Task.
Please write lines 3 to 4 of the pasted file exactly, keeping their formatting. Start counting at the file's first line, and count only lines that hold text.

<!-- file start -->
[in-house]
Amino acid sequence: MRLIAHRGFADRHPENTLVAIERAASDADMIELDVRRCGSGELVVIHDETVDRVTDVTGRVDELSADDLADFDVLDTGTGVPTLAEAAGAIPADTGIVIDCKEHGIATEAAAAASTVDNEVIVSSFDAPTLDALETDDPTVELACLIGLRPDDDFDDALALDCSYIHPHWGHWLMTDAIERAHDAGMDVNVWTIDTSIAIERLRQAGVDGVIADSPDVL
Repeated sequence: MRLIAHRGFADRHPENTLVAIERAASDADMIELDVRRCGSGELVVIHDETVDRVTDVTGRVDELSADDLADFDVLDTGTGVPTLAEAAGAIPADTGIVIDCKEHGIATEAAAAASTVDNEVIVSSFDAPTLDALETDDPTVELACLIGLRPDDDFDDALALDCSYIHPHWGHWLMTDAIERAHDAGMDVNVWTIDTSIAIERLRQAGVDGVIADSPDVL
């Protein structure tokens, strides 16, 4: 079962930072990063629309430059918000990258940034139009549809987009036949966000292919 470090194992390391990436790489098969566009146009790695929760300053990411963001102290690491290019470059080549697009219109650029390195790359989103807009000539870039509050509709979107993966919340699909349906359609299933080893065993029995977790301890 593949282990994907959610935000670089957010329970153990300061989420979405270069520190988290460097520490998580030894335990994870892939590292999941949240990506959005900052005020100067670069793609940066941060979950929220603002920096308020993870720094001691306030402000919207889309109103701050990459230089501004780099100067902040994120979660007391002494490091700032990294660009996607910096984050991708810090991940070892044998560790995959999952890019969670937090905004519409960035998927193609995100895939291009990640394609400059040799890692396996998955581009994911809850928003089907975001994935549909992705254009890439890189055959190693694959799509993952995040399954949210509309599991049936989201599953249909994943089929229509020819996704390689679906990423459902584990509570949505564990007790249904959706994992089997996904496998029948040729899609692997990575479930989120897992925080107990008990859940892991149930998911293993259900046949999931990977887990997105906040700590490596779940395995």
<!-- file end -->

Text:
Repeated sequence: MRLIAHRGFADRHPENTLVAIERAASDADMIELDVRRCGSGELVVIHDETVDRVTDVTGRVDELSADDLADFDVLDTGTGVPTLAEAAGAIPADTGIVIDCKEHGIATEAAAAASTVDNEVIVSSFDAPTLDALETDDPTVELACLIGLRPDDDFDDALALDCSYIHPHWGHWLMTDAIERAHDAGMDVNVWTIDTSIAIERLRQAGVDGVIADSPDVL
């Protein structure tokens, strides 16, 4: 079962930072990063629309430059918000990258940034139009549809987009036949966000292919 470090194992390391990436790489098969566009146009790695929760300053990411963001102290690491290019470059080549697009219109650029390195790359989103807009000539870039509050509709979107993966919340699909349906359609299933080893065993029995977790301890 593949282990994907959610935000670089957010329970153990300061989420979405270069520190988290460097520490998580030894335990994870892939590292999941949240990506959005900052005020100067670069793609940066941060979950929220603002920096308020993870720094001691306030402000919207889309109103701050990459230089501004780099100067902040994120979660007391002494490091700032990294660009996607910096984050991708810090991940070892044998560790995959999952890019969670937090905004519409960035998927193609995100895939291009990640394609400059040799890692396996998955581009994911809850928003089907975001994935549909992705254009890439890189055959190693694959799509993952995040399954949210509309599991049936989201599953249909994943089929229509020819996704390689679906990423459902584990509570949505564990007790249904959706994992089997996904496998029948040729899609692997990575479930989120897992925080107990008990859940892991149930998911293993259900046949999931990977887990997105906040700590490596779940395995």